29 February 2012

Software Engineers Develop Cryptographic Attack That Allows Access to Secure Internet Servers

HTTP or HyperText Transfer Protocol is the underlying protocol used by the World Wide Web. It defines how messages are formatted and transmitted, and what actions Web servers and browsers should take in response to various browser and computer commands. Entering a web address or URL in a browser sends an HTTP command to the web server directing it to fetch and transmit the requested Web page.

Hypertext Transfer Protocol Secure (HTTPS) is a combination of Hypertext Transfer Protocol (HTTP) with SSL/TLS protocol. It provides encrypted communication and secure identification of a network web server. HTTPS connections are often used for payment transactions on the World Wide Web and for sensitive transactions in corporate information systems. Secure Sockets Layer (SSL) and Transport Layer Security (TLS) , are cryptographic protocols that provide communication security over the Internet.

A padlocked icon in a web-browser or a URL starting with https provides communication security over the Internet. The icon or URL indicates OpenSSL, a cryptography toolkit implementing the SSL protocol, or a similar system is being used. New research by a collaborative team has developed an attack that can circumvent the security OpenSSL should provide. The attack worked on a very specific version of the OpenSSL software, 0.9.8g, and only when a specific set of options were used.

Dr Dan Page, Senior Lecturer in Computer Science in the Department of Computer Science at the University of Bristol, and one of the collaborative team, will present a paper at the RSA conference in San Francisco next week [Wednesday 29 February] about the EPSRC-funded research.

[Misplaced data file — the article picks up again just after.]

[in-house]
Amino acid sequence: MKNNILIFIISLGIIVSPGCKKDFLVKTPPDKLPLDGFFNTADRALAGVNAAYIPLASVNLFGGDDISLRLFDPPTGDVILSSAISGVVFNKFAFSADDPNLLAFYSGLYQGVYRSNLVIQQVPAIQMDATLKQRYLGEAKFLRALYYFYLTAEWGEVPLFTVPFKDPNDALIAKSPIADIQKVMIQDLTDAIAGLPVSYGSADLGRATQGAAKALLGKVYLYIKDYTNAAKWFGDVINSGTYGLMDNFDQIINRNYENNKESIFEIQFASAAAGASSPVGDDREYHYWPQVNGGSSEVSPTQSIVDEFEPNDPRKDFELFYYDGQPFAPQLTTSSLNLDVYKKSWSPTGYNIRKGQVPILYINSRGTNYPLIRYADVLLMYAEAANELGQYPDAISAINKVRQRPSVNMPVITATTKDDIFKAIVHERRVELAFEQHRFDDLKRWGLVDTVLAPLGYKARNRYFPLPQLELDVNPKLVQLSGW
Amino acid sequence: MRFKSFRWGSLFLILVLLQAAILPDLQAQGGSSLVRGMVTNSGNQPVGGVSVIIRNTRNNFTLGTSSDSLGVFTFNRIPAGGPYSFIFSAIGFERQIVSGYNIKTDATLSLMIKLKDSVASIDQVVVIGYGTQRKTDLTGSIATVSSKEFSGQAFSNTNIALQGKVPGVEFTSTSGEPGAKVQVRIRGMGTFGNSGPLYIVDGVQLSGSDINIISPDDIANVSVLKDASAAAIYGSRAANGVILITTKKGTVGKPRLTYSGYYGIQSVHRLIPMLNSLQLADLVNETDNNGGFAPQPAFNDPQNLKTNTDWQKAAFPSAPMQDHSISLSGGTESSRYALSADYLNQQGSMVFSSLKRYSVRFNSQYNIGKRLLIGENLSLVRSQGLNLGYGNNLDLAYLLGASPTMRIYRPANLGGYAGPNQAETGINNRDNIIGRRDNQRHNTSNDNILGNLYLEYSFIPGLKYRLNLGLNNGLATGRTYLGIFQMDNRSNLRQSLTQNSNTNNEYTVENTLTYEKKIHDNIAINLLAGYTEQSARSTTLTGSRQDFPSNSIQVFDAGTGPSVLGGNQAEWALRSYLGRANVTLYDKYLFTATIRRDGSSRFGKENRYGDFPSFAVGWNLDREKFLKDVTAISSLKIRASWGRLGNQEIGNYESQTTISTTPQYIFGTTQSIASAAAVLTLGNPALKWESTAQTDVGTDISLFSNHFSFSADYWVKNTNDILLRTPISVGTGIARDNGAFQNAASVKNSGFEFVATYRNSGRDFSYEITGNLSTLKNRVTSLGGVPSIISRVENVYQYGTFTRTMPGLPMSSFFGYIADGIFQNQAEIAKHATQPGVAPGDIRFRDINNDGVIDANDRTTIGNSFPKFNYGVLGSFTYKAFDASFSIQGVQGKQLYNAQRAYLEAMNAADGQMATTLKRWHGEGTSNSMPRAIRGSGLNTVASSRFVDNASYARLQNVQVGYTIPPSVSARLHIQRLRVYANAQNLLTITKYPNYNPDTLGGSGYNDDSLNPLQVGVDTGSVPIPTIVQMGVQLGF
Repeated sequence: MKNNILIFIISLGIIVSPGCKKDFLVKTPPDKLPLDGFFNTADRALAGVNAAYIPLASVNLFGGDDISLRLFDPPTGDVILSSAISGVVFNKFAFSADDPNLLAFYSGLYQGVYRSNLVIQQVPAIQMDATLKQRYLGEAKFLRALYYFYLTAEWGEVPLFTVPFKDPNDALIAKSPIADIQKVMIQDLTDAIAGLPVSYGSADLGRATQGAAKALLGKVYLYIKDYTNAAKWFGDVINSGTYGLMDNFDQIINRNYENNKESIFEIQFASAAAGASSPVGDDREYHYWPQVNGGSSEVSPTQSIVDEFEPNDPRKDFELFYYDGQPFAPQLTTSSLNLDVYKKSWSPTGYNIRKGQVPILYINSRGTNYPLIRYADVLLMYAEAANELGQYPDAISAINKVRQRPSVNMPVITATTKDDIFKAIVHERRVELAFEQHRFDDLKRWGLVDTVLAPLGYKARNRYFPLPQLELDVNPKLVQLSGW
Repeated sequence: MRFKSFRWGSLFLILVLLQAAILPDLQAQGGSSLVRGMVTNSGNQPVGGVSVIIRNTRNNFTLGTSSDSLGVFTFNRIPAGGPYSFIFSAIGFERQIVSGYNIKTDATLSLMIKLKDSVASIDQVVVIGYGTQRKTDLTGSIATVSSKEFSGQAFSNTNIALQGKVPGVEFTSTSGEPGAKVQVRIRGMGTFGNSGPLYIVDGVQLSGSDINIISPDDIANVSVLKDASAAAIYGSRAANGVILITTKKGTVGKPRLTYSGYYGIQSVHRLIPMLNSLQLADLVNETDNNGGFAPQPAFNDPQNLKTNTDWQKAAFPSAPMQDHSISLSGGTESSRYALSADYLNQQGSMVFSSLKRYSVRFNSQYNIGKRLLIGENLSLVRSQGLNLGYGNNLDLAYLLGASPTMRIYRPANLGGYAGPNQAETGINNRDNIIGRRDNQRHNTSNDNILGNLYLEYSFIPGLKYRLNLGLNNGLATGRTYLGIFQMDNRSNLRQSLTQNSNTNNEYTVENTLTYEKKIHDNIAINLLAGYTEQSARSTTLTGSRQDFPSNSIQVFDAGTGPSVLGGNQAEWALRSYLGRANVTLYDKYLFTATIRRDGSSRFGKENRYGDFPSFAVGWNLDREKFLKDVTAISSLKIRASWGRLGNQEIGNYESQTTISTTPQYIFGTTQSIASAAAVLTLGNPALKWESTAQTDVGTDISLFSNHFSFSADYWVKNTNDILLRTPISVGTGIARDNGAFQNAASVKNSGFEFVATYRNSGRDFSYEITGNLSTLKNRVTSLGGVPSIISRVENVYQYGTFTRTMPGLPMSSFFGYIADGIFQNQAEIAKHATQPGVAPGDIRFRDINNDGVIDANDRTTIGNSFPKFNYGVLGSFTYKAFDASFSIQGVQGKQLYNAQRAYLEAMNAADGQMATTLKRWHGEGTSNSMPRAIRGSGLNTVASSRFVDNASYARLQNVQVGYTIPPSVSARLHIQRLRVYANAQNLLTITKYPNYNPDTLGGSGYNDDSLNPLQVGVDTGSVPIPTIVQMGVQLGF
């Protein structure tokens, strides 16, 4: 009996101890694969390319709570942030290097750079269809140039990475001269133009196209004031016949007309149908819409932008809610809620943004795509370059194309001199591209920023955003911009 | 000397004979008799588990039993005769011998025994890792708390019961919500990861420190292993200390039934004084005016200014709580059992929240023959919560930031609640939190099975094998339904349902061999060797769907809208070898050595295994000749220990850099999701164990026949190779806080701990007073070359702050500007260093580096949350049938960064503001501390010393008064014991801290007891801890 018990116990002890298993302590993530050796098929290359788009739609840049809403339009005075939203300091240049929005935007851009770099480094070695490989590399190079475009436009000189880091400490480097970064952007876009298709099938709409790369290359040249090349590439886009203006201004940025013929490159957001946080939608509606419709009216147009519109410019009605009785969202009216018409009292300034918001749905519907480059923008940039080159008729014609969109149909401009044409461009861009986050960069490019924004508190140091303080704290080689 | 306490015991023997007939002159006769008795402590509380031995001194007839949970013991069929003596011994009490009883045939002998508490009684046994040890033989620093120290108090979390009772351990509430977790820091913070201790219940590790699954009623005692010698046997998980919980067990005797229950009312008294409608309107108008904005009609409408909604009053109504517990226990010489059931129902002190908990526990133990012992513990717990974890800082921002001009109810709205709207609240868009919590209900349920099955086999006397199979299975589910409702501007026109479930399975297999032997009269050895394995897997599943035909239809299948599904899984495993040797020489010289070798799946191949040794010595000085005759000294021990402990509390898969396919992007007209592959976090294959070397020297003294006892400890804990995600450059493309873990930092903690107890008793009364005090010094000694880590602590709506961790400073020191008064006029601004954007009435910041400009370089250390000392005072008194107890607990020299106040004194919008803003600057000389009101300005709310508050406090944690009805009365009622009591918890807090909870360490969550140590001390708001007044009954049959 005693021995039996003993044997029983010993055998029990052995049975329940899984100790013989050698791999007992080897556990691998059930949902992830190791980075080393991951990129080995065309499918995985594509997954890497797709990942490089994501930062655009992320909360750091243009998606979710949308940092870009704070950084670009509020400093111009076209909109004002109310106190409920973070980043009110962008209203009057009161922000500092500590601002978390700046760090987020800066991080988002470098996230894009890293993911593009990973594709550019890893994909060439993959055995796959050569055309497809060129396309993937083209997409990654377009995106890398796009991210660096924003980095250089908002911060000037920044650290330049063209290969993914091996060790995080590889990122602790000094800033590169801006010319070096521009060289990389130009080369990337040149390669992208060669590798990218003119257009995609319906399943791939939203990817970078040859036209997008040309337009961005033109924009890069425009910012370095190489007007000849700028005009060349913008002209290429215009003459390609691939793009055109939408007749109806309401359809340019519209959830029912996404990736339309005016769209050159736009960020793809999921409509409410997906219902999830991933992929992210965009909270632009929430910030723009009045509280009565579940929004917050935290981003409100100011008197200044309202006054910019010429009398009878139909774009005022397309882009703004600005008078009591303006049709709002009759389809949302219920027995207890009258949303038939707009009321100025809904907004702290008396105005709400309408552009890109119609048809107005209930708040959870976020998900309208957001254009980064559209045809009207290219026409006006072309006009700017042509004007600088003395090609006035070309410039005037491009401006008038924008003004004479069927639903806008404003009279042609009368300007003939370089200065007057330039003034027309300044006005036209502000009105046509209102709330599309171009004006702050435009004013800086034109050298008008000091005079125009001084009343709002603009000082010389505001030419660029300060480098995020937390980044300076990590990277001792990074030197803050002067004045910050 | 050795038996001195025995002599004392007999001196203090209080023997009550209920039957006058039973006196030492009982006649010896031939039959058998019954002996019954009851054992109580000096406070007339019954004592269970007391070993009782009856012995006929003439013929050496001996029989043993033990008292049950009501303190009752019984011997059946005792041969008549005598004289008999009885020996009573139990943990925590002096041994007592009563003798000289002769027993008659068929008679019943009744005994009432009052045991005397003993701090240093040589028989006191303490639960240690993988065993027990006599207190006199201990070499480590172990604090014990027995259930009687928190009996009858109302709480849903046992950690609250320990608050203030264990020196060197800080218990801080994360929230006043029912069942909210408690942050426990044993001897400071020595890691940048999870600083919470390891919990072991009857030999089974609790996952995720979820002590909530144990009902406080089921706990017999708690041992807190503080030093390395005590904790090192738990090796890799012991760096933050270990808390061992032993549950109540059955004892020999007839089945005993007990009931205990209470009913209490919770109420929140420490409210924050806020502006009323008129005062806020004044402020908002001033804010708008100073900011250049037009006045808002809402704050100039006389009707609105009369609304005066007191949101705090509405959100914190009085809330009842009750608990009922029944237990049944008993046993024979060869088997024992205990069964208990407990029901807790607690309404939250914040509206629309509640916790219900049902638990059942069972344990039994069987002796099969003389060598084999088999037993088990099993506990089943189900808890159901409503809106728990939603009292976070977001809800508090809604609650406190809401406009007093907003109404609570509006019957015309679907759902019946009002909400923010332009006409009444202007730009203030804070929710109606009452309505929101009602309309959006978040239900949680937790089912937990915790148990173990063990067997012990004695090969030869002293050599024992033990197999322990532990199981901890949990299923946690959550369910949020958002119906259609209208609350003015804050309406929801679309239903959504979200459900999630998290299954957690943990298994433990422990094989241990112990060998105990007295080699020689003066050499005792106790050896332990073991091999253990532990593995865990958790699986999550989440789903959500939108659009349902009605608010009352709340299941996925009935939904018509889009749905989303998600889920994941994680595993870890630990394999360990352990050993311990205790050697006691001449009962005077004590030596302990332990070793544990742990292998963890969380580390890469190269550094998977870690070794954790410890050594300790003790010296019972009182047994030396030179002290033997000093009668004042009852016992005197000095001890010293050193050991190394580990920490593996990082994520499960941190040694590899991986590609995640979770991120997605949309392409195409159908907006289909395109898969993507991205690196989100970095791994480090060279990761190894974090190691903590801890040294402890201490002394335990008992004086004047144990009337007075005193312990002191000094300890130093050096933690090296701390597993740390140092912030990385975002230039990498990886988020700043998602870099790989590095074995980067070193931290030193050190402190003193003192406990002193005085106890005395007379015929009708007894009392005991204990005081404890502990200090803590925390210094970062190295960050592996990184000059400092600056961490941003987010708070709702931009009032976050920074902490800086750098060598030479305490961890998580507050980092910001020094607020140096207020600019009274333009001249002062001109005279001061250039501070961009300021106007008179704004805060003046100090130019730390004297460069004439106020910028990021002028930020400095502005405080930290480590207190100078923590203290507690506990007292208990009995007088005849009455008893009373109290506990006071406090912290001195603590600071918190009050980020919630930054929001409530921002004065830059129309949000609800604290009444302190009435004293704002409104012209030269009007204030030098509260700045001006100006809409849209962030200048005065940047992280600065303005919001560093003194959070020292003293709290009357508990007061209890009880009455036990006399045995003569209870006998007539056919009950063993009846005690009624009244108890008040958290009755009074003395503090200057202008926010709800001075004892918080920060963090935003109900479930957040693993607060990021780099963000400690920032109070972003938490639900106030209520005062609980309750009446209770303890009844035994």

The attack worked by targeting a bug in the software. Carefully constructed messages were sent to the web-server, each of which triggered the bug and allowed part of a cryptographic key to be recovered. Using enough messages, the entire key could be recovered.

Video: What is HTTP and HTTPS?

Dr Dan Page said: "Our work suggests an underlying problem. With software and hardware playing increasingly significant roles in our day-to-day life, how much can and should we trust them to be correct?

"The answer, in part at least, is a stronger emphasis on and investment in formal verification and correctness of open source software. Our research highlights the important role this topic will play for software engineers of the future."

SSL is designed to provide two guarantees. Firstly, that a web-server accessed is the one expected, and, secondly, that subsequent communication between the user and the web-server cannot be read by anyone else.

Both guarantees are important for e-commerce websites that need to manage sensitive data such as credit card details in a secure, dependable way. However, both depend on the web-server keeping various cryptographic keys secret.

OpenSSL is embedded in many platforms, particularly those based on the Linux operating system. Some operating system vendors have started to release advisories that prompt the upgrade of older versions of OpenSSL. This acts to limit any implications of an attack.


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